نتیجه گیری انگلیسی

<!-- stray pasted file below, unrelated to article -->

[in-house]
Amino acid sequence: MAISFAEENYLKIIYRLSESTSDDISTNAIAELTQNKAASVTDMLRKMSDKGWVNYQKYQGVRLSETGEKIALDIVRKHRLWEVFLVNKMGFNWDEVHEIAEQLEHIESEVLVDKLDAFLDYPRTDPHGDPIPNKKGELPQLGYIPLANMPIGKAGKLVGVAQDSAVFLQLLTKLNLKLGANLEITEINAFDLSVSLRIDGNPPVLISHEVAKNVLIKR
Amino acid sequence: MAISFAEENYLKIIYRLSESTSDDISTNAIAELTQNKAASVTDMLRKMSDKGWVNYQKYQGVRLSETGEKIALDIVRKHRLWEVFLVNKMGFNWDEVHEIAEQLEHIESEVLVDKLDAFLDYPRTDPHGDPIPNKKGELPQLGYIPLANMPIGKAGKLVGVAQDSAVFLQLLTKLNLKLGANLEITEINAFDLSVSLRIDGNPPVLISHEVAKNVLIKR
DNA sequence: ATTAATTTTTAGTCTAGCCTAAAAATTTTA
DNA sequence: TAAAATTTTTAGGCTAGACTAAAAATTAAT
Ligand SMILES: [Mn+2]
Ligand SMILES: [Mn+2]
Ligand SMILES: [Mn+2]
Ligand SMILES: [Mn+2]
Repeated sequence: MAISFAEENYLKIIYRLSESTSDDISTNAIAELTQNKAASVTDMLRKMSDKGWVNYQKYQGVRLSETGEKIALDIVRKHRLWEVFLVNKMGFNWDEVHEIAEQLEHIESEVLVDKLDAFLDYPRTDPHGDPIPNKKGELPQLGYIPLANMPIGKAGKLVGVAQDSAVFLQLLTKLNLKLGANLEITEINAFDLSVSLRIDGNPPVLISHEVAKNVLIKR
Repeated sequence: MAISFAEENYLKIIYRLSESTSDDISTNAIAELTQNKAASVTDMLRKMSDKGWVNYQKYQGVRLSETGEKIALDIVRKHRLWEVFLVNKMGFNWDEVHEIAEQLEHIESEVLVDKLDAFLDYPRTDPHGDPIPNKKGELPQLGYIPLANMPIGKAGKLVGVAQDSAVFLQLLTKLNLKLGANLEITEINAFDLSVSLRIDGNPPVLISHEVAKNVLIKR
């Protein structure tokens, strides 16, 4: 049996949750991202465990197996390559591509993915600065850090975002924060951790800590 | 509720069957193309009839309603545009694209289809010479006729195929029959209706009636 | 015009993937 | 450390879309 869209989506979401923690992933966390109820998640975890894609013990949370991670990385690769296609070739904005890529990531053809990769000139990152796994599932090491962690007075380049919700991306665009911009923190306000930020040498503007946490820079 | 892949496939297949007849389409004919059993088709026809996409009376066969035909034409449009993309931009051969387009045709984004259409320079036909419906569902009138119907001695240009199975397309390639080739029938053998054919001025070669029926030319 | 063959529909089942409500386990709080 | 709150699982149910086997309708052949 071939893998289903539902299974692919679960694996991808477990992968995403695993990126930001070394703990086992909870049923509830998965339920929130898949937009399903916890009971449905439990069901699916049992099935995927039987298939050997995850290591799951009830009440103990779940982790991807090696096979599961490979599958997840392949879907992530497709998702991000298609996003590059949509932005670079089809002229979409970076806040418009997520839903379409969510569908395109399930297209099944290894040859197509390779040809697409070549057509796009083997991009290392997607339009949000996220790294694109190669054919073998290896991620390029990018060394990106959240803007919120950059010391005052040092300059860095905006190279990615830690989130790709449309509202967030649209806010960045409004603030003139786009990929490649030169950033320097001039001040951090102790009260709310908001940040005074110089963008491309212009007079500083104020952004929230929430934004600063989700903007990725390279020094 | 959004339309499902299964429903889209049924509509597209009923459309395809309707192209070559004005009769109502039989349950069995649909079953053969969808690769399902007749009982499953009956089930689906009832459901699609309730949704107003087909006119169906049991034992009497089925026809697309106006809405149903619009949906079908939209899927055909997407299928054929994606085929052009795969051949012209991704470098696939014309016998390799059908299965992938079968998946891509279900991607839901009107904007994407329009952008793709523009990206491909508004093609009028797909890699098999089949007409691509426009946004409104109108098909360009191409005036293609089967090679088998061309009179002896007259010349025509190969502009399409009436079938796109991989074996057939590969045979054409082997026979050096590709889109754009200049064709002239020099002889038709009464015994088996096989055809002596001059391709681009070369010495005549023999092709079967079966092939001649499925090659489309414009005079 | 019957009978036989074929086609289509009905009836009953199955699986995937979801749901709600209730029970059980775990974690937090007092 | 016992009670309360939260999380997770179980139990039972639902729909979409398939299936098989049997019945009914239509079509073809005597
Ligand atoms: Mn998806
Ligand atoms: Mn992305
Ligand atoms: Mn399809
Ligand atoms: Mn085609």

This paper empirically studies the effect of FDI on TFP for a cross-sectional sample of Chinese industrial sectors. TFP is estimated from a production function involving physical capital and labour forces. The possible determinants of TFP are sought, with special focus on FDI. The results from the production function suggest that physical capital and labour force are the main determinants of industrial production, underlining the fact that both physical capital and labour inputs are important to the output level in industrial sectors. Based on TFP function, it is also found that the foreign presence, domestic R&D and the firm size are the most important factors enhancing TFP in Chinese industries. We view the positive effect of FDI on TFP as evidence which indicates that the FDI inflow is not merely a source of capital, it is also a conduit for technology transfer. The effect of FDI on Chinese industries is beyond that of a simple import of capital into the country, as found in the case study of the machine tool and electronic industry (Wang and Zhou, 1999). Human capital is found to benefit TFP only when the interactions between this variable, the foreign presence and R&D are taken into account, implying that the higher the level of FDI presence and R&D, the more productive human capital becomes. The findings offer a number of implications for policymakers. First, Chinese industries should continue to attract high quality and technologically intensive FDI, and provide incentives for MNEs to upgrade production at their sites in China. The government should build on an economic environment conducive for MNEs to introduce advanced technology and conduct R&D activities in Chinese industries. It is imperative for China to enhance TFP through spillovers from FDI as it is an effective way of improving technological progress. Second, the government needs to take the lead in fostering innovation in industrial sectors by allocating more resources to support domestic R&D activities. It is crucial for the government to adopt a combined strategy which obtains technology transfer from FDI, while at the same time moves towards developing Chinese industries’ technological capabilities since technological progress is the driving force sustaining economic growth in the long run. This requires effort on the part of the industries as well as support from the government. Finally, China’s accession to the WTO will create great opportunities that will further encourage inward FDI if foreign investors can be granted WTO’s principle of national treatment. In addition, a fully transparent system for regulating FDI will need to be established together with effective protection of intellectual property rights.